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Sunday, January 14, 1990 - Page updated at 12:00 AM

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Travel Agents May Be Sued For Malpractice

NEW YORK - Travel agents who stumble when planning a client's trip could find themselves the target of a malpractice suit.

That word comes from Gary K. Stone, an insurance expert who serves as a consultant to the American Society of Travel Agents.

``Everyone is aware of the problems faced by the medical profession with respect to malpractice. But all professionals, including travel agents, face a similar problem when providing services to the public. The problems occur when a real or alleged lack of care results in loss to a client,'' wrote Stone in a recent issue of Network, a trade magazine published by the International Airlines Travel Agent Network.

Advising the agents to look into proper liability insurance coverage, Stone warned that even though they ``are always careful in advising clients and providing needed services . . . the fact remains that all of us make errors, or at least errors as perceived by some of the courts.''

Stone, a vice president at American College in Bryn Mawr, Pa., gave these examples of cases that have resulted in suits against travel agents:

-- Failure to mention that a visa was required to enter one of the countries on an itinerary, resulting in delays and added cost for the client.

-- The computer indicated that a flight was available and the agent issued a ticket. Unfortunately, the computer was in error and the flight had been discontinued. A sizable business deal was ruined because the client could not reach the destination in time.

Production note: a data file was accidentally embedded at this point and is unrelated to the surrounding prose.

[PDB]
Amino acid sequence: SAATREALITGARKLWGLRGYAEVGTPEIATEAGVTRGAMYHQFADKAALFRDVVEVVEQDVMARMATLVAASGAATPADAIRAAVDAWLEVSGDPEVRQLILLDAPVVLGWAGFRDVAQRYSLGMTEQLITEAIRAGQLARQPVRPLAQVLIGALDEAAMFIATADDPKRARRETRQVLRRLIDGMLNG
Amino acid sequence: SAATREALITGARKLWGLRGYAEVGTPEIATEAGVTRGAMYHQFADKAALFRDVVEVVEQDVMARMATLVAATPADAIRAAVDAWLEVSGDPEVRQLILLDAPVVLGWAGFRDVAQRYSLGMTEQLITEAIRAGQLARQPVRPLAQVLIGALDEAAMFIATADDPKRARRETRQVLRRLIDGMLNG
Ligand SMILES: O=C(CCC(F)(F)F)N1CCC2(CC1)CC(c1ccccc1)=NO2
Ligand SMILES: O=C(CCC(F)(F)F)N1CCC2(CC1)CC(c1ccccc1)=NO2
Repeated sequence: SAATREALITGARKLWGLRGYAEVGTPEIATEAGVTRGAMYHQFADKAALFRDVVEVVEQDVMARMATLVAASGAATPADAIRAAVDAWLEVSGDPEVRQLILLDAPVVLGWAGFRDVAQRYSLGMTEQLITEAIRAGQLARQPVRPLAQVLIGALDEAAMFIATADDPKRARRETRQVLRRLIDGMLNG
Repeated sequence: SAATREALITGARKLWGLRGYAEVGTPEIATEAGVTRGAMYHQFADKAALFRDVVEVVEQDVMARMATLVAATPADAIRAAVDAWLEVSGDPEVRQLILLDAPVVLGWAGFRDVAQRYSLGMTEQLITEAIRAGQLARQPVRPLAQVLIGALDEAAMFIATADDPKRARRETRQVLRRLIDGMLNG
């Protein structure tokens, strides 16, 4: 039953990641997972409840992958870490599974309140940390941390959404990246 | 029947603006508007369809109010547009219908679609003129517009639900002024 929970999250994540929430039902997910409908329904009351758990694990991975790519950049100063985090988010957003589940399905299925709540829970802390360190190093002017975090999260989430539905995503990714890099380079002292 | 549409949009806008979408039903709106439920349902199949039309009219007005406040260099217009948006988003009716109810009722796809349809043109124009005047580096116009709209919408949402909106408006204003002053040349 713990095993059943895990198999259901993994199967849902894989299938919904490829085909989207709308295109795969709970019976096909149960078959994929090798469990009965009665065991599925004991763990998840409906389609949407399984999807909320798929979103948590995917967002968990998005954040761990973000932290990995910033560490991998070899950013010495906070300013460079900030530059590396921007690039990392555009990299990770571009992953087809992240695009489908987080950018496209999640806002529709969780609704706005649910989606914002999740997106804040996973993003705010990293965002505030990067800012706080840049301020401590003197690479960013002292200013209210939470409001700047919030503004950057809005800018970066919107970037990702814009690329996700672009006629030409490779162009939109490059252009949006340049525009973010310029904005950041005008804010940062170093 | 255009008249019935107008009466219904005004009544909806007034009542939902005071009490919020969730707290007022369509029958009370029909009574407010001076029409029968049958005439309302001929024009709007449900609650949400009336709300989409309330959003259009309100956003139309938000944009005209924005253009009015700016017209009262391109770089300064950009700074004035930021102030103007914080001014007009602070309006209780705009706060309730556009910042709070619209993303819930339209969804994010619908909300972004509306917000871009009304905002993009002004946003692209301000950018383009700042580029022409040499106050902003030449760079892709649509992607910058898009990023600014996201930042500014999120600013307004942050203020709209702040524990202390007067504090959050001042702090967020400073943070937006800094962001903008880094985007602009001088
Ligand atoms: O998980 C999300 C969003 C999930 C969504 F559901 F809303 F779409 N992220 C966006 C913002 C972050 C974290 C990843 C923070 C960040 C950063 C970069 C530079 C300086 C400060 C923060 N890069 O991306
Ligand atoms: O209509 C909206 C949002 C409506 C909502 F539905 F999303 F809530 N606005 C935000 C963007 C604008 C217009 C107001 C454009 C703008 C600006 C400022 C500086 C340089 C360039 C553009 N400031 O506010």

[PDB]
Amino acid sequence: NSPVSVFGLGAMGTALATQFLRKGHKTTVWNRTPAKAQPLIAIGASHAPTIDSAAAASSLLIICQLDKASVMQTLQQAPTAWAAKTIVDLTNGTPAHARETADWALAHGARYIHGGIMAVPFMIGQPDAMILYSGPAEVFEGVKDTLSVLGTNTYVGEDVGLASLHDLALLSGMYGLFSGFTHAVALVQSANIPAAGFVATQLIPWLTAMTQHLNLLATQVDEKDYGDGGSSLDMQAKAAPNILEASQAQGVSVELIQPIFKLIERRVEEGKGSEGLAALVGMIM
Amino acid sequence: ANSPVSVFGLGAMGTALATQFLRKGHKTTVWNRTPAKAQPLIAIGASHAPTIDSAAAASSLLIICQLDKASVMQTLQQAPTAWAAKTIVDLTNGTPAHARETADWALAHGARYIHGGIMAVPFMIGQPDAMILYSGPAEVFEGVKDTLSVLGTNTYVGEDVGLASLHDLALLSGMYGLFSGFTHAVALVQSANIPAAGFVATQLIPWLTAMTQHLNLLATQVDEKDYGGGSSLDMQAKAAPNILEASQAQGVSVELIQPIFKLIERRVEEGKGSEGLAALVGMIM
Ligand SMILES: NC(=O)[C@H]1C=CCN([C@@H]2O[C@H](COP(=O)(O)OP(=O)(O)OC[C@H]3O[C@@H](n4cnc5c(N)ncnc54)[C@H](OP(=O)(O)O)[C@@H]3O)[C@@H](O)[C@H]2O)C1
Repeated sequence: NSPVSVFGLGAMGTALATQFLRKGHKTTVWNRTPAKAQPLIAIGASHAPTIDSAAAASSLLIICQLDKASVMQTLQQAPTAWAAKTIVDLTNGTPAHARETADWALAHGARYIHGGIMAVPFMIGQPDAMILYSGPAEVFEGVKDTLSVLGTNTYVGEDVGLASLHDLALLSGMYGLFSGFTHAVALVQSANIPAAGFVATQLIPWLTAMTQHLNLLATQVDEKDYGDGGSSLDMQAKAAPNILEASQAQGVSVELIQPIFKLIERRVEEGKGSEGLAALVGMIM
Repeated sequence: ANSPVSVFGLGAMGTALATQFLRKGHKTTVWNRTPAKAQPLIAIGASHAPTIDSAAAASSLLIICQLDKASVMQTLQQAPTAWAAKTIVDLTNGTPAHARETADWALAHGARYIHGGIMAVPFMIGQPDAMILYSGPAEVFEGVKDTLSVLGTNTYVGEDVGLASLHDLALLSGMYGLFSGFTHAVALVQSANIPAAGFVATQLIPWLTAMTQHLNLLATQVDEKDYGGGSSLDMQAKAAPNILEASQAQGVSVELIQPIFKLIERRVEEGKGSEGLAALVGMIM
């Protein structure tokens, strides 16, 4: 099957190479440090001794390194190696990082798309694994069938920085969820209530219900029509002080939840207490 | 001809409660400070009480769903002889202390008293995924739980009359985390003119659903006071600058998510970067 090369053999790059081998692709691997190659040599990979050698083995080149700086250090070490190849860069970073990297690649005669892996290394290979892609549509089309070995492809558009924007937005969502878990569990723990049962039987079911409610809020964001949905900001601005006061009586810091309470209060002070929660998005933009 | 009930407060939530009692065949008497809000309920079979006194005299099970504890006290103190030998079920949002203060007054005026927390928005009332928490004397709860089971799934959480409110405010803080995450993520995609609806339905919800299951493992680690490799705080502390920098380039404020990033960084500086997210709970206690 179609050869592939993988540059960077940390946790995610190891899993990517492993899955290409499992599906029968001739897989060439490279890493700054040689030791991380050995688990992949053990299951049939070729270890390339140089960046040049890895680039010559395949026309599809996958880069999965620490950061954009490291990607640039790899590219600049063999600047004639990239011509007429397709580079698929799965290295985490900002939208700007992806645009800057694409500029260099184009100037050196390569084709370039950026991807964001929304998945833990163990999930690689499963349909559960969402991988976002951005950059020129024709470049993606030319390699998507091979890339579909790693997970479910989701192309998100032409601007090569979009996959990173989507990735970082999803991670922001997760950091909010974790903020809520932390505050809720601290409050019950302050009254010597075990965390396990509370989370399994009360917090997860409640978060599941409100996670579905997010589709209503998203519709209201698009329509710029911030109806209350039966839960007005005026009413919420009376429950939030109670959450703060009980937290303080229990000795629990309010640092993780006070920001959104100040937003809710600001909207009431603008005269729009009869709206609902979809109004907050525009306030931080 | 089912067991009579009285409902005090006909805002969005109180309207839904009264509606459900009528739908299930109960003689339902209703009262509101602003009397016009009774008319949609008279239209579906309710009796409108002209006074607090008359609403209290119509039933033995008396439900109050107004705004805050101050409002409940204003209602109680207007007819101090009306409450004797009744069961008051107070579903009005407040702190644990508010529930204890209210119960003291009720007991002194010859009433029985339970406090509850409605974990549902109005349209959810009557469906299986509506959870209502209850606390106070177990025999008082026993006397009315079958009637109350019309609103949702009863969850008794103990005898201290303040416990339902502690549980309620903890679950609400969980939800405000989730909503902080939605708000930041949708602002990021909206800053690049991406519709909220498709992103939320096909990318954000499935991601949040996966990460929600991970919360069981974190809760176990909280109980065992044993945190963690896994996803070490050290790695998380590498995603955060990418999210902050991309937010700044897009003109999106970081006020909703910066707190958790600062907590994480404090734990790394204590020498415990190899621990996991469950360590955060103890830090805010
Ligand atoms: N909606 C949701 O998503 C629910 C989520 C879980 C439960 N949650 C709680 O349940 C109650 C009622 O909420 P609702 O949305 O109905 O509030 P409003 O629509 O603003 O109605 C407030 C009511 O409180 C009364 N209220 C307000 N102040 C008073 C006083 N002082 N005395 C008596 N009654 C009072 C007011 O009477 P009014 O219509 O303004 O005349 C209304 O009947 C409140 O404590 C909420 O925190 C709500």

-- A client asked about a low-cost tour that he read about in a newspaper ad. The agent arranged the trip, even though the tour operator was not one with whom he normally conducted business. The trip was unsatisfactory, and the client sued for a refund, alleging negligence for failure to advise about the potential problems.

Stone points out in the November article that even if a travel agent is found not to be at fault, ``the legal fees resulting from the suit can be catastrophic.''

He said that he was told by a representative of the insurance brokers that it cost $300,000 just to prepare the defense for a travel agent in a suit concerning the terrorist incident aboard the cruise ship Achille Lauro. The agent was being sued for failure to warn the client that security was not good on the ship.

While some travelers have legitimate and legal beefs about the way their trips come out, there are others who just like to make noise, says William Tomicki, the outspoken editor and publisher of Entree, a monthly travel newsletter aimed at the upscale market.

Cruise lines recently have been hit with some ``petty carping,'' says Tomicki. He cited the following as examples:

-- When a winter storm wiped out the port facilities in Ensenada, Mexico, a small contingent of passengers aboard Admiral Cruises' Azure Seas threatened a class-action lawsuit because they missed an advertised port of call.

-- A Los Angeles woman and her companion demanded full reimbursement from the Royal Viking Sun because, among other complaints, she had told the line she was on a diet but waiters continued to offer her breads and desserts.

Tomicki's comment?

``Puh-lease! The fallout from all this petty carping and greed will inevitably result in the cruise lines casting a jaded eye to even the most serious complaints, hurting us all in the long run.''

Copyright (c) 1990 Seattle Times Company, All Rights Reserved.

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